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By Fatima Najm

When reports surfaced from Indonesia that evangelists were using aid to convert people to Christianity, John Hopkins student Yahya Shaikh and Ryerson health services management student, Omar ha-Redeye, galvanized medical volunteers in Toronto, and headed into the heart of the Asian disaster.

“A lot of evangelist groups are unable to separate humanitarian aid from missionary work because of their agenda to convert people, so there is obviously a disconnect between altruistic aid and what they are offering,” ha-Redeye says, who returned from the camp this week. WorldHelp, a Virginia-based missionary group, had planned to airlift 300 tsunami orphans from the predominantly Muslim province of Banda Aceh to Indonesia’s capital, Jakarta, where they were to be placed in a Christian children’s home.

The proposal was harshly criticized by Muslim leaders, who warned of backlash against any foreigner trying to exchange food and medical supplies for conversions. WorldHelp subsequently dropped its plan. Ha-Redeye, 26, says that Muslims in the region became wary of taking aid from people they thought might be trying to convert them.

“With us,” ha-Redeye says, “it’s obvious with the women in hijaab and with (the men’s) appearance– with all this facial hair–that we are Muslim and have no agenda except to offer medical aid.”

Forming a team

The team is currently operating a clinic in Panton Labu, a rural community of 5,000 people on the isolated north coast of Indonesia’s Aceh province. It is an area that is so isolated and dangerous that few aid organizations are willing to work there. A typical day starts at dawn and will see somewhere between 50 and 80 patients.

Water is in short supply and there are signs of an imminent malaria outbreak. Despite such difficulties, ha-Redeye says the close interaction with the people in the small community fuelled the teams resolve.

“Despite the disaster, they managed to stay in high spirits,” ha-Redeye says. “These are people with immense faith who draw inspiration from the fact that despite all surrounding structures being reduced to debris, mosques all along the coast were relatively intact, sometimes completely intact.”

Getting the wheels in motion

 Shaikh was doing his master’s degree at John Hopkins when the tsunami hit Indonesia. Wanting to help, he approached professor Rashid Chotani at the Bloomberg School of Public Health. Bloomberg had contacts in Aceh from previous involvement in humanitarian work there. Once Shaikh was able to assess what was needed to help in the region, he began looking for sponsors in the U.S. Unable to find any, he turned to his native Canada.

Here he had no trouble convincing Toronto mosques to donate generously to the Canadian Medical Relief Council that would be attached to the Islamic Foundation of Toronto. Ha-Redeye was now on-board. He began to canvas for medical professionals willing to sacrifice their personal time and comfort to serve a greater cause.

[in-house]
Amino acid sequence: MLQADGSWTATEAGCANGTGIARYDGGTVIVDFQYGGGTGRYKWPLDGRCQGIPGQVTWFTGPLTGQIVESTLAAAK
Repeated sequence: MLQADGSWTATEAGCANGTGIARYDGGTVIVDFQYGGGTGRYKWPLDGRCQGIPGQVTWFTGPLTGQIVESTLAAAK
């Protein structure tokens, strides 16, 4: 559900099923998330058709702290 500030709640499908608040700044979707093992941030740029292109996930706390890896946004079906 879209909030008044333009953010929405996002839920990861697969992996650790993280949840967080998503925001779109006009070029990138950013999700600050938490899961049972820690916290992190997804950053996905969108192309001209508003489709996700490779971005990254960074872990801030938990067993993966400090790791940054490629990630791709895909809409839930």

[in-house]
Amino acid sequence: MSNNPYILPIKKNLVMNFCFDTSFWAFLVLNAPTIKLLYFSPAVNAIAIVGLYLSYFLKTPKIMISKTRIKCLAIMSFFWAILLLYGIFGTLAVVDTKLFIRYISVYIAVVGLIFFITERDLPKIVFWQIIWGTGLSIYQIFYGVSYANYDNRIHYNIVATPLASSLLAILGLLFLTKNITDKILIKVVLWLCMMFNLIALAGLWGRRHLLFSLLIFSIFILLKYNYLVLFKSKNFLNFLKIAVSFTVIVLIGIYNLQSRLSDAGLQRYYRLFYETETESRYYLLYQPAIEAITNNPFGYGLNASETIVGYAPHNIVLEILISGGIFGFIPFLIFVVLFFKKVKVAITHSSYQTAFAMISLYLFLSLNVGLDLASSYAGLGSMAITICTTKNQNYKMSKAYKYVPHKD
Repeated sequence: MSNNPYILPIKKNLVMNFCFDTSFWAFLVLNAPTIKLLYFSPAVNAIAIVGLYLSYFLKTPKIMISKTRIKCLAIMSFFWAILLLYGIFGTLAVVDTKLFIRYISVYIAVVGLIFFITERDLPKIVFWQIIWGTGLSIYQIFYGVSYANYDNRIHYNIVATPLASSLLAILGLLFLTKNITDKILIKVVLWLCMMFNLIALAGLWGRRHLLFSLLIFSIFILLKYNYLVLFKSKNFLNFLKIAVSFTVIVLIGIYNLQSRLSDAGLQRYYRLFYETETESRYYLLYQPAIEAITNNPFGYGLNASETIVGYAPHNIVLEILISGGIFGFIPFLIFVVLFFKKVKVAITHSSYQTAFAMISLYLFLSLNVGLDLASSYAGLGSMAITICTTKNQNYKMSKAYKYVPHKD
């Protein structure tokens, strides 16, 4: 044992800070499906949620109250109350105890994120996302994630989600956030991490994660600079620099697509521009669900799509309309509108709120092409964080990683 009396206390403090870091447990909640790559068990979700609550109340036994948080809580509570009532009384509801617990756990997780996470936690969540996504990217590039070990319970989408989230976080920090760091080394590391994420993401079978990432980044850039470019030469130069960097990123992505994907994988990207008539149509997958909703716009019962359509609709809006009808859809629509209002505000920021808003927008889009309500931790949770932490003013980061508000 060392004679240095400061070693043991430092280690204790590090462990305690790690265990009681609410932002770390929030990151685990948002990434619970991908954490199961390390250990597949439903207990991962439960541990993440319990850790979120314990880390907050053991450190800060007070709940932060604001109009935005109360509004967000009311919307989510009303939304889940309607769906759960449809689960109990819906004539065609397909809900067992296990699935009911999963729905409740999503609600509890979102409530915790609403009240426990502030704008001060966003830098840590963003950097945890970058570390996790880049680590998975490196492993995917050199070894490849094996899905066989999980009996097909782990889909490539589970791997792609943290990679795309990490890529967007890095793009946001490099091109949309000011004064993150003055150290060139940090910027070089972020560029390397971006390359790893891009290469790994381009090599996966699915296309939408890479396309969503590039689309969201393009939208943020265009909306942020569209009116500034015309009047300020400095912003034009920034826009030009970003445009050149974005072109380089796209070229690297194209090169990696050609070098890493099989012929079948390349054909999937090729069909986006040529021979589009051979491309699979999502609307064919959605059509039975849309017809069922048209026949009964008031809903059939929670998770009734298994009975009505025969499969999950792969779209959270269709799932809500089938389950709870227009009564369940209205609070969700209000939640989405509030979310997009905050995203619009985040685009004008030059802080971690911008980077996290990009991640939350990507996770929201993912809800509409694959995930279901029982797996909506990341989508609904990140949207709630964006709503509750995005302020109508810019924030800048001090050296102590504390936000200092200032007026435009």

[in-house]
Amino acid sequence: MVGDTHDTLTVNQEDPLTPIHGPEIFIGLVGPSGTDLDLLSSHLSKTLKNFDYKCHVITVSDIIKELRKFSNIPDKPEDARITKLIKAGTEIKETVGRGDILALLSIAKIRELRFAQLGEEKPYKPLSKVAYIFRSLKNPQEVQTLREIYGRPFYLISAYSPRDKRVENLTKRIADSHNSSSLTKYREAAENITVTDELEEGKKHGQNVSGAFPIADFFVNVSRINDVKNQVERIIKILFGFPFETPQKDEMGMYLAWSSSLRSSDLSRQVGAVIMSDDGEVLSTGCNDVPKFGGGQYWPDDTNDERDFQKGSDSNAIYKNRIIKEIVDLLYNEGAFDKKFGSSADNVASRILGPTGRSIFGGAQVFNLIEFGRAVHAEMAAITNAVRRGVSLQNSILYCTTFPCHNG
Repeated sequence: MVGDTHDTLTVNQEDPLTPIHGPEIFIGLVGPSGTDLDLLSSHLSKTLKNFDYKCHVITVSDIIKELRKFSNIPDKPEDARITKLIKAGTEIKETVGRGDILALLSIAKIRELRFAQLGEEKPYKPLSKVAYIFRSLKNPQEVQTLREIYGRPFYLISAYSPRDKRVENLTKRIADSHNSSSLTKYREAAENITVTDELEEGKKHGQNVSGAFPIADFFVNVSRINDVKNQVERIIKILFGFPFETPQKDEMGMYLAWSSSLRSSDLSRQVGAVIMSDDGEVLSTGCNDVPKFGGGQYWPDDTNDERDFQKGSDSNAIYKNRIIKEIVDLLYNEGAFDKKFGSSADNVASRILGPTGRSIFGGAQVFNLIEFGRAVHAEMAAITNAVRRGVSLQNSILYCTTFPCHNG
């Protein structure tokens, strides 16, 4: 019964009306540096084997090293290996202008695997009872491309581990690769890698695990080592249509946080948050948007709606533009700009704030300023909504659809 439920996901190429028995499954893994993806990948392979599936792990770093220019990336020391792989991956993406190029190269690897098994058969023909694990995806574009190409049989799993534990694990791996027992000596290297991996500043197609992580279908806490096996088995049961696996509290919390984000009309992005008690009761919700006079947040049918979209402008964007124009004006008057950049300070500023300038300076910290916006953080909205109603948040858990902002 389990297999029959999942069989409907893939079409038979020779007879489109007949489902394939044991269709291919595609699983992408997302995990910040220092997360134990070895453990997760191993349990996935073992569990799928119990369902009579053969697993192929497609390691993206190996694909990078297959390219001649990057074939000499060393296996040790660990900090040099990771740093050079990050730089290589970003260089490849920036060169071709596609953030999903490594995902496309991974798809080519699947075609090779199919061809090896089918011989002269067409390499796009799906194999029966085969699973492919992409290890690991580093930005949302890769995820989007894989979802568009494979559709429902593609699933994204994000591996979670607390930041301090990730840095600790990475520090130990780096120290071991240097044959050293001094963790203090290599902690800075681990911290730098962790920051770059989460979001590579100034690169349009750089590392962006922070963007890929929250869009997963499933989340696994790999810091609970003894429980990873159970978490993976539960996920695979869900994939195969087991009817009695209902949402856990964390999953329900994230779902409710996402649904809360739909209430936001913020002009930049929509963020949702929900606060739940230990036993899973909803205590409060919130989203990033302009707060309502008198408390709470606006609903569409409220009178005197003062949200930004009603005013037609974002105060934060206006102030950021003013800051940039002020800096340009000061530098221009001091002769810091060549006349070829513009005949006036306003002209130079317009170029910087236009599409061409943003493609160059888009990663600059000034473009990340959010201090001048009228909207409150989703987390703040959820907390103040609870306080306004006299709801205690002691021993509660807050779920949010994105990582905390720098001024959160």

It took two weeks, but a team of registered nurses, doctors and a translator were assembled–eight females and five males, all Muslims. Next, the logistics of transporting the massive supply of antibiotics around the destruction of the region’s infrastructure caused by the tsunami had to be figured out.

NGOs on the ground warned that their supplies often arrived too late or disappeared altogether and rumours about drugs being seized and resold for inflated prices were rife. The team’s solution? Discard one item of personal luggage and carry the medicine in by hand.

The Rebels of Aceh

 In addition to such obstacles, the Indonesian government warned the group that Panton Labu was an isolated region with rebel activity, and that their safety could not be guaranteed. Aceh has been ravaged by a long drawn-out conflict between the Indonesian military and rebel insurgents known as the Free Aceh Movement.

The rebels are demanding a referendum on their independence but Indonesian officials are balking for fear of a result similar to that in East Timor. East Timor, a former Indonesian province, became independent two and a half years ago. In May 2003, peace talks between Aceh rebels and the government collapsed.

The military responded by launching a counter insurgency crackdown in Aceh, killing 115 people in a single month. Despite the tsunami taking 220,000 lives, fighting between government troops and the separatists appears to have accelerated over the last month, leaving another 208 dead, according to local media reports.

Staying out of the Politics

But ha-Redeye is not interested in commenting on the region’s politics. “We were cautioned about going into the area,” he says, “but we saw the devastation and saw there was something to salvage so we felt we had to go in. And so far we have not seen any sign of any rebel activity and we have had complete co-operation from the government.”

Shaikh, who is currently on site in Panton Labu, is more concerned about the availability of water and the threat of a malaria outbreak. “The initial needs assessment indicates a possible cholera and the initial stages of a Malaria outbreak in the camp,” he wrote in his report on Jan. 16. “The people in the camps are very desperate. Though our time in Aceh won’t be comfortable, we will feel an intense satisfaction at the end of each day.”

Coming home

While most of the members of the team returned home by March 1 in accordance with the United Nation’s mandate, the CMRC has been granted an extended stay due to their considerable contribution to the comunity.

Ha-Redeye says that more volunteers will be sent and their responsibilities will be expanded to include economic development.

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